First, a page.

Photo by Lily Banse on Unsplash

According to a new report, southern states have an issue with safe streets and pedestrian deaths.

Most dangerous states in America for pedestrians

Most dangerous states in America for pedestrians in 2016 and 2019. Source: Complete Streets Coalition, Smart Growth America

 

Smart Growth America and the National Complete Streets Coalition released their 2019 Dangerous by Design report highlighting the most dangerous streets, cities and states for pedestrians. And again, Sun Belt states ranked poorly.

All Sun Belt states: Florida, Georgia, South Carolina, Alabama, Mississippi, Louisiana, Texas, New Mexico, Arizona, Nevada and California, were included in the report's 20 most dangerous states for pedestrians and all but California were in the top ten. In comparison to the 2016 report, the states' ranking shifted in order, but the top ten remained. A breakdown of this ranking can be seen to the right. 

In Texas, several cities were named in the top 40 most dangerous metropolitan areas for pedestrians. These cities include McAllen-Edinburg-Mission (16), San Antonio-New Braunfels (21), Houston-The Woodlands-Sugar Land (23), Dallas-Fort Worth-Arlington (28) and Austin-Round Rock (40). When comparing the 2016 report to the 2019 report, all five of these Texas cities experienced an increase in their Pedestrian Danger Index Score, which is the equation researchers used to rank the danger level to pedestrians in the states and cities.

Most dangerous states in America for pedestrians in 2019. Source: Complete Streets Coalition, Smart Growth America

Texas cities aren't alone in their streets becoming more dangerous. 

"Four out of every five major metropolitan areas actually grew more dangerous for people walking since the previous release of dangerous by design," said DeAnza Valencia, advocacy representative for AARP New Mexico. "The news gets worse. Older adults, people of color and people walking in low-income communities are disproportionately represented in fatal crashes involving people walking. This is truly a matter of life or death."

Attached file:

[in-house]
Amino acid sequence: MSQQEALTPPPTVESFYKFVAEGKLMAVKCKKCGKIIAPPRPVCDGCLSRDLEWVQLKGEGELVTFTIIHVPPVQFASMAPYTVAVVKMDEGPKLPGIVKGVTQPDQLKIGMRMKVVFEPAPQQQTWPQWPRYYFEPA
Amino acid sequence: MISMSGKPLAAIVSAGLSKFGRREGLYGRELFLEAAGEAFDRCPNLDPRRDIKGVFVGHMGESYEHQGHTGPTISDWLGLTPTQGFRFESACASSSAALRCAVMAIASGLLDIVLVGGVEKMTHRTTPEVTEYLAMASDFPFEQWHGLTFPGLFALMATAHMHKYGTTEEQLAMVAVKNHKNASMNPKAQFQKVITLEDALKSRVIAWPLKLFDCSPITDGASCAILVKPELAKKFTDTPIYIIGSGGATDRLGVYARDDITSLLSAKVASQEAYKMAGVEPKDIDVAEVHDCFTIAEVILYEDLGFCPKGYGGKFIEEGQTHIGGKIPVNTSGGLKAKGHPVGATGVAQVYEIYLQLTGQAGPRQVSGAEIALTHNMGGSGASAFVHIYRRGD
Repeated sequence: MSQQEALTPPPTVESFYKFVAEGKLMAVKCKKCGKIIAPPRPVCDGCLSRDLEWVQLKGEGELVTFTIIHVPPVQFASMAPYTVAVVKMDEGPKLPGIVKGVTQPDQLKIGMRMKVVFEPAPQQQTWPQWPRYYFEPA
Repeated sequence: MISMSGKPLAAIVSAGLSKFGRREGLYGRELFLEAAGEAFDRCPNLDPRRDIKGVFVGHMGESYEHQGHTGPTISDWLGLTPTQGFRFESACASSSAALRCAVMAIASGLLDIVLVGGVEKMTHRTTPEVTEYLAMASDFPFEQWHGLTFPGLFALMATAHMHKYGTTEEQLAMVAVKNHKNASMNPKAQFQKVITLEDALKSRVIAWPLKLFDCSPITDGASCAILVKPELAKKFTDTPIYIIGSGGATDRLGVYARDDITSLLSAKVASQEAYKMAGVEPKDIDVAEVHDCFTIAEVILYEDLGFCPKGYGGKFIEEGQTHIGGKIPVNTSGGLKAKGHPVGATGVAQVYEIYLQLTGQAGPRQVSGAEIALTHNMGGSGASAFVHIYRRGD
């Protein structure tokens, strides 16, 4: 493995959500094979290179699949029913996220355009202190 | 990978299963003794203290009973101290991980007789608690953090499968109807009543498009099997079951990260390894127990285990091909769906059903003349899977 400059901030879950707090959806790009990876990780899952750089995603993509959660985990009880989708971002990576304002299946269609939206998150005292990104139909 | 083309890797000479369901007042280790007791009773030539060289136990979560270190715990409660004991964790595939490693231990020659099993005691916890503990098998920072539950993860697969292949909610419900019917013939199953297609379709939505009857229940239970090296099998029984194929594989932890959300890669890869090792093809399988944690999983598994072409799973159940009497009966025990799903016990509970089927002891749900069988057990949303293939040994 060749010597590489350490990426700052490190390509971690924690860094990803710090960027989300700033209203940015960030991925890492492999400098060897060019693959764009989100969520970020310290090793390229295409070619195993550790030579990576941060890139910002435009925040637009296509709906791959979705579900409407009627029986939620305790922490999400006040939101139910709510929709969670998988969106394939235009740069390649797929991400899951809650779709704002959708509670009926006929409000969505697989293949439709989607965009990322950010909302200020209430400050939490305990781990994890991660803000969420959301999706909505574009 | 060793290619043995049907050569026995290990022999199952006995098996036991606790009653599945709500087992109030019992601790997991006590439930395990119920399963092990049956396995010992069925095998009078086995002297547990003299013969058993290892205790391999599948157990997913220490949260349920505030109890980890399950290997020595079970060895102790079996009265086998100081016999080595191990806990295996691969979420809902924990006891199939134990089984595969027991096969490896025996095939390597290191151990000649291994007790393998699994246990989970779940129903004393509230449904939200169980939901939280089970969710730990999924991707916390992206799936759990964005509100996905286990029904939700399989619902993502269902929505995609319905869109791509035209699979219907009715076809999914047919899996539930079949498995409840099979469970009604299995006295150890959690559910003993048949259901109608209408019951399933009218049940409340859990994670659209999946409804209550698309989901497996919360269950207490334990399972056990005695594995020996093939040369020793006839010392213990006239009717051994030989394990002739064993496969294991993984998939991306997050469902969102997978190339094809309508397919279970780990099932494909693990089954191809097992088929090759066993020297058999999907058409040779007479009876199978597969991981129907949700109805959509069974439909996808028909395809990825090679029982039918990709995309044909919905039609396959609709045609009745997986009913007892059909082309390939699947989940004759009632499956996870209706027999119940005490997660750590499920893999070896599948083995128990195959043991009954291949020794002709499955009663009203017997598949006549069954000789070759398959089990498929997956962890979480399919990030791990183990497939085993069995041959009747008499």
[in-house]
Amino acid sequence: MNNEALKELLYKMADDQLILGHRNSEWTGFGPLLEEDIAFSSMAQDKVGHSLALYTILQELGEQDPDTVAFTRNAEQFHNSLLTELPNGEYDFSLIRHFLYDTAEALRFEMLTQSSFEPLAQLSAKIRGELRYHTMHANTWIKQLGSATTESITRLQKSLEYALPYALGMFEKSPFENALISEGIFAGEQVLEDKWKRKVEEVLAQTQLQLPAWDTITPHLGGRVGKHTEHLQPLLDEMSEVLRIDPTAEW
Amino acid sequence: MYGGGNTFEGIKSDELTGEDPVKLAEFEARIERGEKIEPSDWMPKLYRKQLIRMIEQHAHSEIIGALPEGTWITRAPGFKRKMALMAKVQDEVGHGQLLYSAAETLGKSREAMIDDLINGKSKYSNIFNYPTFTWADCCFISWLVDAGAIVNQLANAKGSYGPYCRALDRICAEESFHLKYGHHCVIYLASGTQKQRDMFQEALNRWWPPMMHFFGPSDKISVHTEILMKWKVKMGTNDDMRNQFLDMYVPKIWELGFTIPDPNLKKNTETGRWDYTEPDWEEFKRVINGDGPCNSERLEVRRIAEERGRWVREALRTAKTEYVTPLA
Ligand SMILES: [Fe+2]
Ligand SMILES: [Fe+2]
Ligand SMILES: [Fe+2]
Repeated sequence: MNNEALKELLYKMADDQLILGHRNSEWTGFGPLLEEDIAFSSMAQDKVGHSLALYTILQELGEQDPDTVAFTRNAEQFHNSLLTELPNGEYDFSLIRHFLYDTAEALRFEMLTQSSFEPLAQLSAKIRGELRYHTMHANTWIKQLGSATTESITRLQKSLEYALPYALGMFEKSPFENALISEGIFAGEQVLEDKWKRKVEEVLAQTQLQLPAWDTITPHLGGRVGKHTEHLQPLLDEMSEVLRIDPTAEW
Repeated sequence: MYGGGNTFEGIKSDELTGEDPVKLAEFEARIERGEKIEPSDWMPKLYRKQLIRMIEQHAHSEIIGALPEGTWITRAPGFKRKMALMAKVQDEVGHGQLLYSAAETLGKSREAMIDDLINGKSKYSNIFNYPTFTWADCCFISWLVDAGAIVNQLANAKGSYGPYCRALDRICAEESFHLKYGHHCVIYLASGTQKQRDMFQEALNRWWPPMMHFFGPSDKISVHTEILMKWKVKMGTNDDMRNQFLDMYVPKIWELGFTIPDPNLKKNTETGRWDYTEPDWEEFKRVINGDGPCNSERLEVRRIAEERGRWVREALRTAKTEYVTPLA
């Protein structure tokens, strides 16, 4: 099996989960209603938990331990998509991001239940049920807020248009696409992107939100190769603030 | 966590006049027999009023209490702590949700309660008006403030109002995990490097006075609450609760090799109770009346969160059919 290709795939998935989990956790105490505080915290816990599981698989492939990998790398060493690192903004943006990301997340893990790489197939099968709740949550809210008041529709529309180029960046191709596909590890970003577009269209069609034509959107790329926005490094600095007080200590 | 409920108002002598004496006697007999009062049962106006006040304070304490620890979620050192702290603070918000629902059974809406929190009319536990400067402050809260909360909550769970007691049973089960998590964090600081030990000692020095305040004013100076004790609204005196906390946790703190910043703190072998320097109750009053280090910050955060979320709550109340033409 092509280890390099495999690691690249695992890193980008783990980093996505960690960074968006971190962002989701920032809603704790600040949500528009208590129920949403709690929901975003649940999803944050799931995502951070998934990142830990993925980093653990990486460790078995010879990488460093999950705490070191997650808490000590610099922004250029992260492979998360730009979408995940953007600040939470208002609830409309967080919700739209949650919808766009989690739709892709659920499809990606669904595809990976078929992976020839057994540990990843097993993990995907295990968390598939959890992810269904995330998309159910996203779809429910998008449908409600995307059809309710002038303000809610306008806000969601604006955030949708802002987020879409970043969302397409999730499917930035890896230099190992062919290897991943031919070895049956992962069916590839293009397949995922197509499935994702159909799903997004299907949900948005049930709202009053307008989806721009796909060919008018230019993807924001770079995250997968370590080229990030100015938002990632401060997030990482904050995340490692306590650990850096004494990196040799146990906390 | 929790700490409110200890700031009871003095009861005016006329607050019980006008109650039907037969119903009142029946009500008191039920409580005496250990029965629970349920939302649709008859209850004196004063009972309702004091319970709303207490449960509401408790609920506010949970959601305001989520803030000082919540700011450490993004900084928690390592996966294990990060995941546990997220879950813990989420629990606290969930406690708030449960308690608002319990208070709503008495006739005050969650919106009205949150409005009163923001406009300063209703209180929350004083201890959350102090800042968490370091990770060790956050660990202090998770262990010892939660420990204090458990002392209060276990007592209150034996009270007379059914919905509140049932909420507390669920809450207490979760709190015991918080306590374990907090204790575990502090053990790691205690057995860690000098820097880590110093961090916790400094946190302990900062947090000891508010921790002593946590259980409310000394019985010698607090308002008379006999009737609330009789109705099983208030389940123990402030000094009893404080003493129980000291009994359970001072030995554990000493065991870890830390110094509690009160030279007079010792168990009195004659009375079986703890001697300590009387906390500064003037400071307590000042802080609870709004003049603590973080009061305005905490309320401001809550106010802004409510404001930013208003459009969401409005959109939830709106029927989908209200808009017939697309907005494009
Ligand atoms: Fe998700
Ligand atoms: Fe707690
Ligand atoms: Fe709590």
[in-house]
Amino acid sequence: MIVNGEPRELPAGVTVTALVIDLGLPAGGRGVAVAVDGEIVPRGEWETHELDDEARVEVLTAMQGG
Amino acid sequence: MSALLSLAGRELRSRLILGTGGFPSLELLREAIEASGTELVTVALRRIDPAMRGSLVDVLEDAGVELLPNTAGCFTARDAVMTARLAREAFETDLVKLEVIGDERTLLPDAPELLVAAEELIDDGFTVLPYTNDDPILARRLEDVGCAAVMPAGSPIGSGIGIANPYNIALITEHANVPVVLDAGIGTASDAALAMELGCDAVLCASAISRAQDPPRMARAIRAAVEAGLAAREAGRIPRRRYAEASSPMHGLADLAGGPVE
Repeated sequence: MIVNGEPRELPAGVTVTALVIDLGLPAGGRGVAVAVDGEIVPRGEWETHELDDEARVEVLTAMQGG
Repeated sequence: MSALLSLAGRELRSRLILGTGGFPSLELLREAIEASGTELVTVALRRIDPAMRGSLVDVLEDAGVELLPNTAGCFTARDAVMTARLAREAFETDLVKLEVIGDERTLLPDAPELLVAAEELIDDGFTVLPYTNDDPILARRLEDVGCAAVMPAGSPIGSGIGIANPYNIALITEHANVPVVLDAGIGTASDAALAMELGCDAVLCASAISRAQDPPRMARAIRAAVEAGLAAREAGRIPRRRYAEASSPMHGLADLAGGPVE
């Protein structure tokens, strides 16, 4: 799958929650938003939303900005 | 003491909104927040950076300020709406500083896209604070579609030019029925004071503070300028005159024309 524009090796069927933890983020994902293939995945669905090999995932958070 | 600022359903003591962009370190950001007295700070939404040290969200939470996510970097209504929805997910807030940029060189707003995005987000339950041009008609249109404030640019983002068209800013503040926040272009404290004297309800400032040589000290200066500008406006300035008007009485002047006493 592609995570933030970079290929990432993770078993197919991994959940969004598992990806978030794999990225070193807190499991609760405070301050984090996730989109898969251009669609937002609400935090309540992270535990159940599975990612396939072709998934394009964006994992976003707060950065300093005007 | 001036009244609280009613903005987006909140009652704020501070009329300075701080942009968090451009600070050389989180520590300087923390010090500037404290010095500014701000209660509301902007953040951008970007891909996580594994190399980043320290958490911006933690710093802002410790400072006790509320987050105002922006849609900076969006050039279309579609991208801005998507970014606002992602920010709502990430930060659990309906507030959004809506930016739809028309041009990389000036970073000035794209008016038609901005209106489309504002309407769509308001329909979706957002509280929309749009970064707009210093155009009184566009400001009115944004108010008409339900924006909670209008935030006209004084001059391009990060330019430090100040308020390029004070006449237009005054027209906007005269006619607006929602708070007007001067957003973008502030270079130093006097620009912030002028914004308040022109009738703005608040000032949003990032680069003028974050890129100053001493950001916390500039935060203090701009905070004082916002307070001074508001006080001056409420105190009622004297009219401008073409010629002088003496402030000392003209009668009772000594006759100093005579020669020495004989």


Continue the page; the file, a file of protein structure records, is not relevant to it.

In addition to the report, Smart Growth America released an interactive, searchable map that plots all of the locations of individual fatalities throughout America. 

"So the good news is that we do know how to improve things. We have the recipe already, meaning we have the tools. This isn't rocket science," Emiko Atherton, director of the National Complete Streets Coalition, said during a webinar about the report on Thursday. "We know how to build better streets, but we need to make state [Departments of Transporation] and Congress act on that."

Throughout the report, researchers highlight the role local, state and federal governments play in designing streets that cater to the speed of vehicles rather than the safety of all travelers, including drivers, cyclists and pedestrians. The report points to innovative design decisions that accommodate all users (such as road diets), expanded performance measures to hold states accountable, penalties for states when safety standards aren't met and the need for better-quality data on where fatalities and near-misses occur. 

"Our federal government needs to take the lead on prioritizing safer streets," the report reads. "Federal dollars and policies helped create these unsafe streets in the first place. And federal funds, policies, and standards have a significant role to play in fixing these streets and in designing the streets we'll build tomorrow."

Past the federal funding proposition, the report suggests nine state and local changes that need to be put in place:

  1. Set performance targets that will improve safety
  2. Prioritize safety over vehicle movement
  3. Provide state transportation officials and engineers with the most up-to-date training and education on implementing "Complete Streets" policies
  4. Prioritize projects that will benefit those who suffer disproportionately
  5. Embrace the flexibility provided by the Federal Highway Administration to design safer streets
  6. Design roads to reduce speeds wherever possible
  7. Pass actionable Complete Streets policies that lay the groundwork for implementation
  8. Stop referring to pedestrian fatalities as unavoidable "accidents," but instead as "crashes
  9. Test bold, creative approaches to safer street design

"We can and must raise the bar by requiring states to set safety targets that reduce rather than increase the number of people killed or seriously injured while walking or biking on our streets, ultimately working toward eventually eliminating all traffic-related deaths and serious injuries," the report says.